People without a credit history can still qualify for a home loan, though it does make the process more difficult. Your credit history can account for as much as 35 percent of your credit score, according to the Federal Reserve Bank of Cleveland. With no credit history, the lender is unable to determine if you are a responsible borrower. Still, there are steps you can take to deal with this issue.
Alternative Forms of Credit
Having no established credit does not mean that you cannot prove you pay your bills. According to the Home Loan Learning Center, your lender might allow you to submit your utility bills to show your history of making payments on time. You can also provide a statement from previous landlords saying you paid your rent on time. The National Consumer Law Center lists several nontraditional credit reporting companies that can provide documents your lender might accept in lieu of a traditional credit report.
The Federal Housing Authority has loan programs for buyers with no established credit. The basic requirements for an FHA loan for individuals with no credit history include two years of steady or increasing income and a mortgage payment that is no more than 30 percent of your before-tax income. The FHA prefers that your employment history be with the same employer, though this is not mandatory.
Offering the lender at least 20 percent of the purchase price as a down payment might encourage it to approve your loan application. The more you can pay as a down payment, the less risk the lender assumes if you default on the loan. Some states have programs to assist individuals with their down payment if they have no credit history.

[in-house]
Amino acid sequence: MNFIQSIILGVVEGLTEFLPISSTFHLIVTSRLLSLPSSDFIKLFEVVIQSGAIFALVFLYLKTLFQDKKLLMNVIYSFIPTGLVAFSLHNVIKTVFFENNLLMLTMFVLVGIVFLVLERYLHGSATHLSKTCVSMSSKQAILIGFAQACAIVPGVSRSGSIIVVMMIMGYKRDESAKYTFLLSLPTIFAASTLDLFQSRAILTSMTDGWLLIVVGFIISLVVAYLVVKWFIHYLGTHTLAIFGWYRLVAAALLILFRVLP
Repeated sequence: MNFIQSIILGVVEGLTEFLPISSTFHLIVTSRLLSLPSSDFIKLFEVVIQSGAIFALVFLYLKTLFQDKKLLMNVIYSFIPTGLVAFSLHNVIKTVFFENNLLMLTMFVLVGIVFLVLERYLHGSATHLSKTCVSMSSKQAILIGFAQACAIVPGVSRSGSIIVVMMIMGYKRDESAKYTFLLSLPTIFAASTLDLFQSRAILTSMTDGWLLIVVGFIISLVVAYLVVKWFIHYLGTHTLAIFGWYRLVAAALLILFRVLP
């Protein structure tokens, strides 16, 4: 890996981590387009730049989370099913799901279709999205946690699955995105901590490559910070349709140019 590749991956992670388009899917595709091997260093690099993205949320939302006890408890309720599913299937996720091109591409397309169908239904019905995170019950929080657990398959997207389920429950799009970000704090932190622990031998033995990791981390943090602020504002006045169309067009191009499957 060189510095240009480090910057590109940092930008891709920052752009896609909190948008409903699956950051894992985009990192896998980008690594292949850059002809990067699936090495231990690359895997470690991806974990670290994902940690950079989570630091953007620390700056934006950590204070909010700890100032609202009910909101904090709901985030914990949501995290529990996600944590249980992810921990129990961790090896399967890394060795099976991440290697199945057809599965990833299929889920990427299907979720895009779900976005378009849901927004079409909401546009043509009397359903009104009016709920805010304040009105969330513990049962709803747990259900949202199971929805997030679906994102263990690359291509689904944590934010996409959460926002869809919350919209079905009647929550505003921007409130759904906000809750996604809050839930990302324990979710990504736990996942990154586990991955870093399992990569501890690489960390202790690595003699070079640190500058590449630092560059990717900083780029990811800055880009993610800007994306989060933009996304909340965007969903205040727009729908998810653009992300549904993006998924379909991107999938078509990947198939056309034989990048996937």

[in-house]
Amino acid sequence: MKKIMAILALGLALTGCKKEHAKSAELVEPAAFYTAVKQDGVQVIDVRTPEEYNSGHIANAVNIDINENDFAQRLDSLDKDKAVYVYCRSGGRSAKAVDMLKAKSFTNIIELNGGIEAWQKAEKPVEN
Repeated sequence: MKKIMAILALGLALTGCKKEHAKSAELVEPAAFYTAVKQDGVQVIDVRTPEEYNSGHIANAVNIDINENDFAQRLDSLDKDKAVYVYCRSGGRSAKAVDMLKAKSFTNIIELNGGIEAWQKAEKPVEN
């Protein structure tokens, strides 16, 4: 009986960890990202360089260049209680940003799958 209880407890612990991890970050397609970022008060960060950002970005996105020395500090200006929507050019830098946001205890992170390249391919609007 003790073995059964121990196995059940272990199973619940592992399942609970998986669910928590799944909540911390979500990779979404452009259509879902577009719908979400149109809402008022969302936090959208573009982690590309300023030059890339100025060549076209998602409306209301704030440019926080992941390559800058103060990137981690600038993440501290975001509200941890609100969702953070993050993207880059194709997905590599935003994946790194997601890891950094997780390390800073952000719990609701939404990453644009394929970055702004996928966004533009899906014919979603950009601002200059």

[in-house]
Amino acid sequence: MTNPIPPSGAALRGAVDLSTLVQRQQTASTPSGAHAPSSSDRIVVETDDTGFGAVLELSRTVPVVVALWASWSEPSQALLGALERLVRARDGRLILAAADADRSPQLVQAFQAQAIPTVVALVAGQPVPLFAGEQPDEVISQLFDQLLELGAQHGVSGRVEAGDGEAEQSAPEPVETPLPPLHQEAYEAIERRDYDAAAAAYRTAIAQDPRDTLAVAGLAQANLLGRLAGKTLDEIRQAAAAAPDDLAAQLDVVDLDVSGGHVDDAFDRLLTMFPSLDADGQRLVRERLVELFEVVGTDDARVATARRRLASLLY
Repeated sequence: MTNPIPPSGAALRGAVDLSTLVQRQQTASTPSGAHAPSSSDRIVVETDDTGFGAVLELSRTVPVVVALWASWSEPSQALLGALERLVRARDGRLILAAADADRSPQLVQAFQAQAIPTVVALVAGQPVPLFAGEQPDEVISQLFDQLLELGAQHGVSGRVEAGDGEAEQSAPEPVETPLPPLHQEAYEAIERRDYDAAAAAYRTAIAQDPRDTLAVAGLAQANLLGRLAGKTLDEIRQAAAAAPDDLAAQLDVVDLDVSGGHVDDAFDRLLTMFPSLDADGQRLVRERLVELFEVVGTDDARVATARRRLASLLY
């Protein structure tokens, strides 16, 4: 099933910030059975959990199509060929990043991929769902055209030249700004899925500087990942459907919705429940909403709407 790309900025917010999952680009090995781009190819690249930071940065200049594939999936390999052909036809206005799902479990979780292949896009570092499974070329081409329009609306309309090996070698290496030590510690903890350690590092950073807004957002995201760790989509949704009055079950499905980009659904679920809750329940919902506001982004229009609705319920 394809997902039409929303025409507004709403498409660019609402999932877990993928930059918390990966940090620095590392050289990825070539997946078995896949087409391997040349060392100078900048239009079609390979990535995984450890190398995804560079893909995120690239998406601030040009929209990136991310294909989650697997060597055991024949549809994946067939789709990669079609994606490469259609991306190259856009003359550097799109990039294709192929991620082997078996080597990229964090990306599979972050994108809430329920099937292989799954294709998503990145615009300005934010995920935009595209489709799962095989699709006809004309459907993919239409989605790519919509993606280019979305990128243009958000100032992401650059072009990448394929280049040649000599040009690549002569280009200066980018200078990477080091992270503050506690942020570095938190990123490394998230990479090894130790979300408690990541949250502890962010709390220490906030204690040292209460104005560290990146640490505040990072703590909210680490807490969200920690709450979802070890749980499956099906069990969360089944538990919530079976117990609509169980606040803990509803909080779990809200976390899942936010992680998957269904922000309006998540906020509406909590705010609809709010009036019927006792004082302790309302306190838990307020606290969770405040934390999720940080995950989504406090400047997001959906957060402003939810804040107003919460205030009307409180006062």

Ask someone with established credit to cosign for your mortgage. A cosigner might not help someone with bad credit get a loan because lending institutions typically look at the lower of the two scores. However, a cosigner can help someone with no established credit. When talking with a potential cosigner, remind him that the cosigned loan will appear on his credit report and could affect his ability to receive credit in the future.
You might have an easier time qualifying for a home loan if you take time to establish a credit history. According to Bankrate.com, you can establish a history in as little as six months if you open an account with a lender that reports to at least one -- but preferably all -- of the three main credit reporting bureaus, Equifax, TransUnion or Experian. If one of the major credit card companies will not approve your application, apply for a secured card. With a secured card, you give the card company a deposit -- usually the same amount as the card's limit -- and use it just like a typical credit card. You can choose to pay the card off monthly or carry a balance and make payments. Just make sure you make your payments on time and keep the balance to less than 25 percent of the card's limit.
- Federal Reserve Bank of Cleveland: Your Credit Score Is a Ranking, Not a Score
- Home Loan Learning Center: Wualifying for a Mortgage
- FHA Home Loans: FHA Loan Qualifying Summary
- Metro Atlanta Down Payment Assistance: Your Credit Score and Down Payment Assistance
- Professor's House: Getting a Cosigner For a Mortgage
- Bankrate.com: Bad Credit Score? Here's How to Fix It
- Thinkstock/Comstock/Getty Images
- What Is the Difference Between an Option ARM & a Conventional ARM?
- Does Co-Signing a Home Loan Require Being on the Title?
- What Determines if I Get a Home Loan?
- How Will Buying a Car Affect My Home Loan in Process?
- What Are the 3 Top Credit Bureaus?
- What Happens Once a Home Loan Is Approved?
- How to Do a Legal Wrap Mortgage Due on a Sale If the Deed Is Not Transferred
- Do College Loans Affect You Buying a Home?
- What Questions Are Asked on a Home Loan Application?
- If You Borrow From Your 401(k) for a First Time House, Is It Taxable?